Thucydides recorded, for example, the following battles in the first year of the war: an unsuccessful Spartan attack on Oenoe, a fortified border post; defeat of an Athenian cavalry detachment at Rheiti, near Eleusis; a minor cavalry engagement at Phrygia between the Athenians, with Thessalian support, and Boeotians; fighting by the Athenian fleet at Methone, Pheia, Thronium, Alope, Sollium, and Astacus; actions against the Chalcidians and Potidaeans in the north; and an expedition Pericles led against Megara. Thucydides describes the following years of the war in similar detail, giving a battle by battle account. It might just be possible to match the Dêmosion Sêma remains with casualties from one or more of the battles of which he writes.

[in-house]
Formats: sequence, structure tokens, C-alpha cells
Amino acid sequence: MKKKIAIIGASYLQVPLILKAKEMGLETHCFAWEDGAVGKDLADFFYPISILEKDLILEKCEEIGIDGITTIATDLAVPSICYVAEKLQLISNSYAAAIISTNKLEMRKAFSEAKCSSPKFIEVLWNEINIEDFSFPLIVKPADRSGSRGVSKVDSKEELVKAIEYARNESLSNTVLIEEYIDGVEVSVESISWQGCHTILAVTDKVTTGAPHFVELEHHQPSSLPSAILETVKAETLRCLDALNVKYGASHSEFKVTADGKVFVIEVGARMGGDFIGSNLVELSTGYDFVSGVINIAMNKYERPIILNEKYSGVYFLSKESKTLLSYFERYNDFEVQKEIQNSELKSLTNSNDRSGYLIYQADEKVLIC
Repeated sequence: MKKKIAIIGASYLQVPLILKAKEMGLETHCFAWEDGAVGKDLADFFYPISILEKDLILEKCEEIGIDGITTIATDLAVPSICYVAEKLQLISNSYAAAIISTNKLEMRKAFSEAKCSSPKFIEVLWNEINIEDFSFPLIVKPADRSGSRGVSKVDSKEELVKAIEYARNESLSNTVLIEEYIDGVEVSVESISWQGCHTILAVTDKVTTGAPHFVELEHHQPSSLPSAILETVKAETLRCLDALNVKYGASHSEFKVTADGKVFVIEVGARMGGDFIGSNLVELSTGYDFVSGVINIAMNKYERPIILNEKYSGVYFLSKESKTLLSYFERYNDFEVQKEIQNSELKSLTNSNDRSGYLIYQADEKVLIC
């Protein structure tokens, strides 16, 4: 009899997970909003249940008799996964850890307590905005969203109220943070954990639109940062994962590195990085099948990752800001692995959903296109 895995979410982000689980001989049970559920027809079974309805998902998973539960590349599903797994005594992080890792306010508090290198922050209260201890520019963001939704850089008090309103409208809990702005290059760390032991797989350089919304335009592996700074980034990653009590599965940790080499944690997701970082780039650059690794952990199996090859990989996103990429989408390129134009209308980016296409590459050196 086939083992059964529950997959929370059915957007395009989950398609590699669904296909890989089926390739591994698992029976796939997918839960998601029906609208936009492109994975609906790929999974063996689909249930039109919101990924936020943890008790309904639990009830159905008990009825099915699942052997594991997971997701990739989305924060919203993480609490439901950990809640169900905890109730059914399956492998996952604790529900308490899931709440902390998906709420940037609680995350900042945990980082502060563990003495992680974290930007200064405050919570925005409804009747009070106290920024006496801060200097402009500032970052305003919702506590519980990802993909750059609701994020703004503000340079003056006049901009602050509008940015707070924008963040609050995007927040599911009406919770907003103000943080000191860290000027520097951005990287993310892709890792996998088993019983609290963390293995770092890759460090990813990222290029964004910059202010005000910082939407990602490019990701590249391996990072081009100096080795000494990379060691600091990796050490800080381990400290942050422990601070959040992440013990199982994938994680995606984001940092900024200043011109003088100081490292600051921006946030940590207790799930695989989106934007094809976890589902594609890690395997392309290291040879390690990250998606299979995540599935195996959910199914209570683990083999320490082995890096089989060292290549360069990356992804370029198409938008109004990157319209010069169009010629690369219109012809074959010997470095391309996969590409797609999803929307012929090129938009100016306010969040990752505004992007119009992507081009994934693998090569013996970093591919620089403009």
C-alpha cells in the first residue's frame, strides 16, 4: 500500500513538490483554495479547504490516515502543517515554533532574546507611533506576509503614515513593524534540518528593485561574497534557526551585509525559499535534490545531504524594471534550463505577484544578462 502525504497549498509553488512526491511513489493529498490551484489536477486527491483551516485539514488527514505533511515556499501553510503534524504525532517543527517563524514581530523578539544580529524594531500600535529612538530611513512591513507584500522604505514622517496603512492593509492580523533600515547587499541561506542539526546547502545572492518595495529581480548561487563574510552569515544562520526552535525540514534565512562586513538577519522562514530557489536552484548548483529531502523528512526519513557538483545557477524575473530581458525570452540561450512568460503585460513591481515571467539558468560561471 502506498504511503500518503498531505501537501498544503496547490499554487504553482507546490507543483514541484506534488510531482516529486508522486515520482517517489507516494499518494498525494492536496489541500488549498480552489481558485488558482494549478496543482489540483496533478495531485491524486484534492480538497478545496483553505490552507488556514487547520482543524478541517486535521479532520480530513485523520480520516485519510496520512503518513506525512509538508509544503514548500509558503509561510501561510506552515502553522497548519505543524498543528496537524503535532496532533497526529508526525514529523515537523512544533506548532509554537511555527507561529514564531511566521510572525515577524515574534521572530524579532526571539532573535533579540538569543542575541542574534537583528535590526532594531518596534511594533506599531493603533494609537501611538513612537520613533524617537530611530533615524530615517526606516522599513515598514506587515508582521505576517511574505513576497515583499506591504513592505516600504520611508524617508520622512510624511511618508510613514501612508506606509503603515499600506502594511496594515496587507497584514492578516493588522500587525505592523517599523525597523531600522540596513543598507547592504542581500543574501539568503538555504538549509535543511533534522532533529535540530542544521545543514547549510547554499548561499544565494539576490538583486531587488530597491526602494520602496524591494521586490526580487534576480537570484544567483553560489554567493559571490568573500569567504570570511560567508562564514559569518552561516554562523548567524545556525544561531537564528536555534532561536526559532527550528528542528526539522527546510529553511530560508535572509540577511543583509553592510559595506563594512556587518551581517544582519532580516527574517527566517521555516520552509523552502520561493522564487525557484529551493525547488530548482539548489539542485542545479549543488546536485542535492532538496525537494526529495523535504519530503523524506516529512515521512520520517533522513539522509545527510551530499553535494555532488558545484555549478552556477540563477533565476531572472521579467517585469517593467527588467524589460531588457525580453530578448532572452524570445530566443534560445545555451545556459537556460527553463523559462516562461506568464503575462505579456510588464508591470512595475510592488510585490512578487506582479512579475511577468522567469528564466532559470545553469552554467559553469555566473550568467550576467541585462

Pausanias noted monuments in the Dêmosion Sêma to Thessalian cavalrymen who died fighting with their Athenian allies (431); Athenian cavalrymen who perished with the Thessalians (431); Melasandros, killed fighting in Lycia (430); and Athenians killed fighting at Tanagra (424) and Amphipolis (422). It might be tempting to try to match the remains excavated in 1997 with one or more of these monuments, but there is good reason to be cautious. Soon after the Peloponnesian War the Academy Road was rebuilt in the form of a 121-foot-wide ceremonial avenue. After the Greek defeat by the Macedonians at Chaironea in 338, when Athens expected attack, grave monuments were used to reinforce the city walls. Furthermore, Hellenistic graves were later built among the state monuments. Finally, the area was doubtless altered more when first Philip V of Macedon, in 200 B.C., and then the Roman general Sulla, in 86 B.C., attacked Athens at the western (Dipylon) gate. Thus the Dêmosion Sêma of Pericles' day had been considerably transformed by the time Pausanias saw it in the first century A.D.